So, what do you have? What can you give?
- Your attention. You can listen. You can treat everyone you meet like a valuable human being.
- Your time. You can serve. If you are married you already have practice at this. If you have kids, you already have lots of practice. But the Christian community is a lot bigger than the nuclear family. You can cast a wider net.
- Your prayers. Prayer changes you, but, (and nobody knows quite how this works since God is unchangeable), in it some way it seems to change God too. Our prayers are not just sending messages in a bottle to nobody, but talking to an all-powerful God whose Holy Spirit is actively at work in time right now.
- Yourself. Who you are – what your station is in life. Don’t wish you were someone else or fall into the trap of feeling guilty because you don’t do someone as well as someone else. Love the people you’ve been given to love – your wife, your husband, your children, your friends. You can’t give yourself if you’re trying to be someone else.
- Silver and gold. As Americans in the 21st century, we really do have a ridiculous amount of cash compared to the rest of the world. Peter and John didn’t have any money, but you probably do. What are you doing with it?
Yes, I know it’s a bit ironic to circle back around to money, but I want to talk about a spiritual side-effect of giving for just a second.
If you are not using any of your money for charity right now, or to fund Christian ministry, and you are keeping it all to yourself, then if you were to start giving away, say, 10% of your income, would that lower your standard of living? Almost certainly it would. You’d have less money in the budget for food, or entertainment, or even important stuff like medical bills and tires for the car. So what do you gain? You gain a changed heart – a softer heart that is not QUITE as deeply entwined with the fleeting stuff of this world than it was before. And this is a very healthy thing – for your character, spiritually – for your soul, and quite possibly for your children too. If you don’t give anything, what does that communicate to your children? It says, “Piling up stuff for yourself is super important. Go do likewise.”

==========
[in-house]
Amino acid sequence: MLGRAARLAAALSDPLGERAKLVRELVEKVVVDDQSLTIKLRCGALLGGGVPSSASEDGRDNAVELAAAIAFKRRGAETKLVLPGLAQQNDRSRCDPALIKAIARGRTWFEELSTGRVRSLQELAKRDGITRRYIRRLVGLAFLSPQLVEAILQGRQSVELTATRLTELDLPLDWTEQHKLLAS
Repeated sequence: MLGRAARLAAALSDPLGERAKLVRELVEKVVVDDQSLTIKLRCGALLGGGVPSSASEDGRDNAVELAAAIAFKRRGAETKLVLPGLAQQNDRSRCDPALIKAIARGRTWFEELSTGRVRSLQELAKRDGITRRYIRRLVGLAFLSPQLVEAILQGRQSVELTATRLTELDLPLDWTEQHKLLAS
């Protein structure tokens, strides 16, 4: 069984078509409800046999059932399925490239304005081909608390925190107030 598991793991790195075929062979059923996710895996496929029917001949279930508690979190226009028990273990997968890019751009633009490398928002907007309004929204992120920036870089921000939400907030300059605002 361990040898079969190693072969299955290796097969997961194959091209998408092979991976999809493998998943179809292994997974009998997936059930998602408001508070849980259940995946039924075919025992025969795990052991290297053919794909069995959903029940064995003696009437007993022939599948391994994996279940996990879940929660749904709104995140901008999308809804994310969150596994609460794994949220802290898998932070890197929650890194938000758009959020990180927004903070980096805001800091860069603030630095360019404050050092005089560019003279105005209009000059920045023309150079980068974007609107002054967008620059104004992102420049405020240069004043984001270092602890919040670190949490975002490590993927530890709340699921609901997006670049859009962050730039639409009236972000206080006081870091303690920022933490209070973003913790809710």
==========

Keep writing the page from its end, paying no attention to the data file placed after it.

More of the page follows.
Now, rather than try to guilt trip you into giving more money (not what the sermon is actually about if you haven’t noticed), what I would rather you do is ask God to increase your faith so that giving more is something desirable to you.
What can you do?
- Ask the Holy Spirit to make you less selfish.
- Ask the Holy Spirit to give you more faith.
Lord Jesus Christ, increase in us the gifts of faith, hope and charity; and make us love what you command. Make us into less selfish people – willing to give silver and gold, or even better – courageous enough to give our selves. We praise you almighty God, for all you’ve given us. Amen.
Well, a new job and a change of the daily work/family/homeschool dynamic can certainly do a number on writing output. I think it’s been a good four years since things were this quiet around here. Hopefully I’ll get a few pieces out the door here before the end of the year.
I put together (in my opinion) a pretty decent sermon last month but gave it entirely from rough notes instead of composing it verbatim beforehand. That made for a less stilted presentation, but no dense series of posts as a side-effect.
I’m not sure if it was a reaction to the latest round of bickering about atonement theory on the web (blogs, twitter, whatever) the past few months, or something else, but I’ve found myself much more enamored with the second advent of Christ than I have been previously. Not for the sake of some eschatological theory, but just for the raw hope of Him coming back to make everything OK. I recently tweeted a new simplified definition of what a Christian is: Someone who believes Jesus is coming back to fix. every. damn. thing.
The world is so big and so broken. It’s full of evil and tragedy and sin. And yes, my own sin is very real and not to be discounted, but really, I’m just one finite human. Jesus died for my sins? That’s great, but however you slice it, it’s just a drop in the ocean. Big deal. I don’t care if some imaginary court room drama is an accurate representation of what happened when Jesus died or not. I’m fine with it, but it barely begins to fix anything. This place is a huge mess – tremendously beyond the reach of my own failings or that of all the people I know. Who will save us from this body of death – from this earth of decay? Jesus Christ, the King. He will heal every last thing when he comes back. Amen. Now that’s something I can really look forward too, rather than worrying about if my repentance is 100% real or if I’m “right with God”. The King that comes back is GOOD. We can trust Him and He loves us.